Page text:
Why Donald Trump is Always Bankrupt
Real Estate Mogul Strategies
Donald Trump - the Don of real estate – has been betting his chips on casino development for decades, and has made a fine go of it, becoming the undisputed Godfather of the luxury entertainment resort industry.
But did you know that the Don has gone bankrupt on three separate occasions? Make that four.
“Trump Entertainment Resorts Inc., the company founded by Donald Trump, filed for bankruptcy again, after its largest union rejected concessions requested by management,” Bloomberg reported this past September.
With one of the company’s two hotel casinos already closed, the remaining one is on its last breath, struggling to survive, and could succumb any week now. In fact, the entire gambling industry in Atlantic City itself – the home of Trump Entertainment Resorts – is on the verge of succumbing as well.
What went wrong? If this can happen to the most famous property entrepreneur of our time, might there be a lesson here for the rest of us investors of humbler means? Whether we invest in properties, stocks, or anything else for that matter?
There certainly is an important lesson here, one which Atlantic City is learning the hard way.
The Fall of Atlantic City
For all its fame, Trump Entertainment Resorts Inc. owns (or owned) only two casino hotel resorts, both in the once popular gambling mecca of the east coast, Atlantic City, New Jersey. Since gambling was legalized in 1976, the city became famous as the good twin to Las Vegas.
But over the past several years, the lour of easy money swayed other states in the region to approve legalized gambling as well, including Connecticut, Pennsylvania and New York. Atlantic City’s monopoly on gambling in the east has been steadily corroding ever since.
As the first of Trump’s two casino resorts in the city - Trump Plaza Hotel and Casino - closed its doors in September of this year, the Washington Post summed up what the closure meant:
“In a rather remarkable illustration of Atlantic City’s downswing, this is the fourth casino to close in the city this year, costing thousands of people their jobs. Atlantic City began the year with 12 casinos, but a third of those have closed — and a fifth casino, Trump Taj Mahal, is expected to shut down in November.”
But a brief reprieve has been granted to Trump’s second casino, Trump Taj Mahal, just this week, thanks to a last minute loan by the company’s largest creditor, Carl Icahn, whose $5 million emergency loan should keep the resort operating until January. If the casino manages to turn itself around and emerge from bankruptcy, Icahn has agreed to fund the company with an additional $100 million.
Of course, Icahn is not extending the loans simply to be a nice guy. If Trump Taj Mahal survives, and if the courts approve of Trump Entertainment Resort’s bankruptcy exit-strategy, Icahn would become the sole owner of the property. There is no word yet on whether Trump will appear on an episode of his own Apprentice show in which he would promptly fire himself. Wouldn’t that make a great episode? I bet it would beat the Super Bowl in viewership.
What Went Wrong
But what went wrong? Things were going so well for Atlantic City for so many decades since the late 1970’s, becoming known the world over for its gambling… Oh, that’s it, isn’t it? It became known for its gambling and pretty much nothing else.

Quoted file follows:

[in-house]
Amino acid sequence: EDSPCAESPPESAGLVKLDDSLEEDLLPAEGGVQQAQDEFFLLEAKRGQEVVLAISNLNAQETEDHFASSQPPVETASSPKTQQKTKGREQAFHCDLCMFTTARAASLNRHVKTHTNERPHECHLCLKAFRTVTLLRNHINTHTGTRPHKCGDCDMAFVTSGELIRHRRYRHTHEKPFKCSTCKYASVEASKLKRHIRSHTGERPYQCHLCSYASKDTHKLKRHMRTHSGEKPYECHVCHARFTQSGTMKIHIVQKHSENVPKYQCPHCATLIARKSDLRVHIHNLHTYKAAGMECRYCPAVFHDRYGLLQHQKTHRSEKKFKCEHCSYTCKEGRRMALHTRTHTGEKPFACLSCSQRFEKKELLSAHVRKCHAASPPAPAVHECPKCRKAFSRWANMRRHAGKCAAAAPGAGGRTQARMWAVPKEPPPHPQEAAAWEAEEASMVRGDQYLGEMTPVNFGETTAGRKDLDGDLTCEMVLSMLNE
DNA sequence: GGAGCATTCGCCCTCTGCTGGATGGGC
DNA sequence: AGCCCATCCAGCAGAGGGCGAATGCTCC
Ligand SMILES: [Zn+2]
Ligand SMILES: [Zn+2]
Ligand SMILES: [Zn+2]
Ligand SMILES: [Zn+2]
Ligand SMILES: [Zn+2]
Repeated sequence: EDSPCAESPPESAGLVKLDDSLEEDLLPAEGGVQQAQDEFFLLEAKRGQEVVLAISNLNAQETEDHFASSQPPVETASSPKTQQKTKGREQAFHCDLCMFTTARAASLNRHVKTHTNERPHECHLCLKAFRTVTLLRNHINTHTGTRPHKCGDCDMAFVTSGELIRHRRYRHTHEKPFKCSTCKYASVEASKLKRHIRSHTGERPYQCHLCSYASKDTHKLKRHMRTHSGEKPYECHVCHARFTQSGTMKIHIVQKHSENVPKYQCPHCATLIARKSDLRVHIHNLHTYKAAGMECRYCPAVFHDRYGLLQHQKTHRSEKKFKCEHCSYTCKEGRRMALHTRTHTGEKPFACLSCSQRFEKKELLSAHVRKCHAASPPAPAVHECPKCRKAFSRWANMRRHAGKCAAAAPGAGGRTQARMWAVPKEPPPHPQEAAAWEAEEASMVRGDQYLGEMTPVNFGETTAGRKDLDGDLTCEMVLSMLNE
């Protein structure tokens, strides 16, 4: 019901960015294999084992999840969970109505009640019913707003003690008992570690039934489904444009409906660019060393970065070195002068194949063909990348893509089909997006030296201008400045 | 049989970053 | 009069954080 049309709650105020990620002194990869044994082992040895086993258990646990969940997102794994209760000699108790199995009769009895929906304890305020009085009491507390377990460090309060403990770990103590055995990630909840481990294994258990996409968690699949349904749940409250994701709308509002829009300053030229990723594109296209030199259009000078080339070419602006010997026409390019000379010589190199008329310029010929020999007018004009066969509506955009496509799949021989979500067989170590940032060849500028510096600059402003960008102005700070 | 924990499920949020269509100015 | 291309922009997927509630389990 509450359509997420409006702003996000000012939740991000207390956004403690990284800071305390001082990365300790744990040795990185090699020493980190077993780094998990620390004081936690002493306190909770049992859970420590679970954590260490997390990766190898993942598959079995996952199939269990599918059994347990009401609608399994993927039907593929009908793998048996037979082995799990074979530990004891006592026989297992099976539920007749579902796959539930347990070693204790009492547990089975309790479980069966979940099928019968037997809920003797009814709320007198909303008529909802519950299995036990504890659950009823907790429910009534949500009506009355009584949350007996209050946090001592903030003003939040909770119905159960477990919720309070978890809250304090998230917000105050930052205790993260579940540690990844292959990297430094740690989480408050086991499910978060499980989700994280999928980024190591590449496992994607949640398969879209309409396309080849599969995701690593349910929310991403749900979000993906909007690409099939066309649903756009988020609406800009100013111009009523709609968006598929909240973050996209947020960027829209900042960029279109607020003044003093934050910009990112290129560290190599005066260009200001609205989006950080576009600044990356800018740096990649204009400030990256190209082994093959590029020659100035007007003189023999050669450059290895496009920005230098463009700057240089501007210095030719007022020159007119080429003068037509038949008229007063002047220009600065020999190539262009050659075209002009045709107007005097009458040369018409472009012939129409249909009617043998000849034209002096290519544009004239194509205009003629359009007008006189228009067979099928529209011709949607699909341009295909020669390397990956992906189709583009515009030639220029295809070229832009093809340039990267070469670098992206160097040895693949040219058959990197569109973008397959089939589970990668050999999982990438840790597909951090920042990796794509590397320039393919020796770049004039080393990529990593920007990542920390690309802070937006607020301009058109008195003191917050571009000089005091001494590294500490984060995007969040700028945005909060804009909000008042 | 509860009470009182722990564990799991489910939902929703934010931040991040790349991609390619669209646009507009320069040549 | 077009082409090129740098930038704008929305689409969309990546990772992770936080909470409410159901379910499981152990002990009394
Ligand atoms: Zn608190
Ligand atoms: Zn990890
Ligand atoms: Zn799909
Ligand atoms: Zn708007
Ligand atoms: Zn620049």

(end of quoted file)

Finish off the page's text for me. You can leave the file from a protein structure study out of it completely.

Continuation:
“Starting with the 1978 opening of Resorts, the nation's first casino outside Nevada, Atlantic City for years was the only place to play slots, cards, dice or roulette in the eastern half of the United States,” explains New Jersey On-Line. “The cash kept pouring in, the busloads of visitors kept coming, and the revenue charts went one way: straight up.”
NJOL then isolates the city’s folly: “Intoxicated by years of success, Atlantic City missed numerous opportunities to diversify its offerings, widen its customer base and fend off competition that clearly was on its way even 20 years ago.”
As per the graph below, the signs pointing to Atlantic City’s demise were visible as early as the turn of the millennium. As more and more states began legalizing gambling, fewer Americans saw the need to travel to the traditional hot spots of Las Vegas, Reno and Atlantic City. The upstarts were invading on the old-timers’ turf, which is clearly reflected in the employment figures for the casino industry across the nation. A changing of the guard was unceremonially taking place.
Source: Bronars Economics
For a while throughout the 1980s and ‘90s, Atlantic City was at the forefront of a new wave that was destined to sweep across the region, and it stood as the top provider in that market. But it had a one-trick pony, and when all the other ponies started performing the same trick, Atlantic City had nothing else with which to stand out and shine.
It really is as simple as that… diversification.
Learning from the Don
Investors can learn a great deal from the experiences befalling Trump Entertainment Resorts and Atlantic City, the greatest of which is the importance of owning more than winning holding.
For instance, a high flying stock like Apple (NASDAQ: AAPL) or Tesla Motors (NASDAQ: TSLA) or Amgen (NASDAQ: AMGN) can seem at the moment to be invincible with absolutely no end at all to its winning streak. But isn’t that what casino operators like Trump himself believed regarding Atlantic City?
You can’t ignore the possibility – or better said, inevitability - of tomorrow’s up-starts coming along and taking business away form today’s top dogs. As investors, we mustn’t be so comfortable with our winning holdings that we neglect to keep searching for the next outperformers to add to our portfolios.
Because at some point, every top dog gets overthrown. Even the big boss himself will one day get fired.
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